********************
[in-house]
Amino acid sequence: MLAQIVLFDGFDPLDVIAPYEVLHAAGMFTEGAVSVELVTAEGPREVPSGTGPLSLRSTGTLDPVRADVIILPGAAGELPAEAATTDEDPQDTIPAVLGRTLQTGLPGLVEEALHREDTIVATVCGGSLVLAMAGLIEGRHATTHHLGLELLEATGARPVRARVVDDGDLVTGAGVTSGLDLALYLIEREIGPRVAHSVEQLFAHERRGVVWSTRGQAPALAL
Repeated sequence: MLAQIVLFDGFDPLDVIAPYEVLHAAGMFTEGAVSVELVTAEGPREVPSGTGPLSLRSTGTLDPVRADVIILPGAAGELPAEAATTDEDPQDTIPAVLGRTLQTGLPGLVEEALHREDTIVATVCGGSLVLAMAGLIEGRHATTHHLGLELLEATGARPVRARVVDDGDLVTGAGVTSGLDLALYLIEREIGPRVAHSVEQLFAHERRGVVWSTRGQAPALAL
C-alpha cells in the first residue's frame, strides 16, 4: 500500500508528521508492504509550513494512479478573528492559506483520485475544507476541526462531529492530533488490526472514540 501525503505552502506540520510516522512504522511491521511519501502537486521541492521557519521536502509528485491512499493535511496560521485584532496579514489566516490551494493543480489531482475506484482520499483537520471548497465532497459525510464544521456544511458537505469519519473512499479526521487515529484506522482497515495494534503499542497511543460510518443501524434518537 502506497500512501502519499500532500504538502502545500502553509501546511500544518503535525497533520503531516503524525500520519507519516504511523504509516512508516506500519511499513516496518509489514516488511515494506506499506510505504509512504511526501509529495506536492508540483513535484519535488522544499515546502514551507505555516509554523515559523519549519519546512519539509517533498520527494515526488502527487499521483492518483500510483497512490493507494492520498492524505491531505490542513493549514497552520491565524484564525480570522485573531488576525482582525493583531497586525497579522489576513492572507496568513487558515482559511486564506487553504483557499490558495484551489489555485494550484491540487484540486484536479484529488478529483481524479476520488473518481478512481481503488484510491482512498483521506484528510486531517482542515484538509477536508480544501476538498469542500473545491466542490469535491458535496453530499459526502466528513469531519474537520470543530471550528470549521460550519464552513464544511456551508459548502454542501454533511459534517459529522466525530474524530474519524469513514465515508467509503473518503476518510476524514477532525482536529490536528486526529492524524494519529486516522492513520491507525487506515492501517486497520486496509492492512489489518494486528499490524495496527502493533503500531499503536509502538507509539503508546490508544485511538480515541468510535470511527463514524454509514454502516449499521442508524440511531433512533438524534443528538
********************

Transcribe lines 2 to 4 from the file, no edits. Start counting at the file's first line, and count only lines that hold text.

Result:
Amino acid sequence: MLAQIVLFDGFDPLDVIAPYEVLHAAGMFTEGAVSVELVTAEGPREVPSGTGPLSLRSTGTLDPVRADVIILPGAAGELPAEAATTDEDPQDTIPAVLGRTLQTGLPGLVEEALHREDTIVATVCGGSLVLAMAGLIEGRHATTHHLGLELLEATGARPVRARVVDDGDLVTGAGVTSGLDLALYLIEREIGPRVAHSVEQLFAHERRGVVWSTRGQAPALAL
Repeated sequence: MLAQIVLFDGFDPLDVIAPYEVLHAAGMFTEGAVSVELVTAEGPREVPSGTGPLSLRSTGTLDPVRADVIILPGAAGELPAEAATTDEDPQDTIPAVLGRTLQTGLPGLVEEALHREDTIVATVCGGSLVLAMAGLIEGRHATTHHLGLELLEATGARPVRARVVDDGDLVTGAGVTSGLDLALYLIEREIGPRVAHSVEQLFAHERRGVVWSTRGQAPALAL
C-alpha cells in the first residue's frame, strides 16, 4: 500500500508528521508492504509550513494512479478573528492559506483520485475544507476541526462531529492530533488490526472514540 501525503505552502506540520510516522512504522511491521511519501502537486521541492521557519521536502509528485491512499493535511496560521485584532496579514489566516490551494493543480489531482475506484482520499483537520471548497465532497459525510464544521456544511458537505469519519473512499479526521487515529484506522482497515495494534503499542497511543460510518443501524434518537 502506497500512501502519499500532500504538502502545500502553509501546511500544518503535525497533520503531516503524525500520519507519516504511523504509516512508516506500519511499513516496518509489514516488511515494506506499506510505504509512504511526501509529495506536492508540483513535484519535488522544499515546502514551507505555516509554523515559523519549519519546512519539509517533498520527494515526488502527487499521483492518483500510483497512490493507494492520498492524505491531505490542513493549514497552520491565524484564525480570522485573531488576525482582525493583531497586525497579522489576513492572507496568513487558515482559511486564506487553504483557499490558495484551489489555485494550484491540487484540486484536479484529488478529483481524479476520488473518481478512481481503488484510491482512498483521506484528510486531517482542515484538509477536508480544501476538498469542500473545491466542490469535491458535496453530499459526502466528513469531519474537520470543530471550528470549521460550519464552513464544511456551508459548502454542501454533511459534517459529522466525530474524530474519524469513514465515508467509503473518503476518510476524514477532525482536529490536528486526529492524524494519529486516522492513520491507525487506515492501517486497520486496509492492512489489518494486528499490524495496527502493533503500531499503536509502538507509539503508546490508544485511538480515541468510535470511527463514524454509514454502516449499521442508524440511531433512533438524534443528538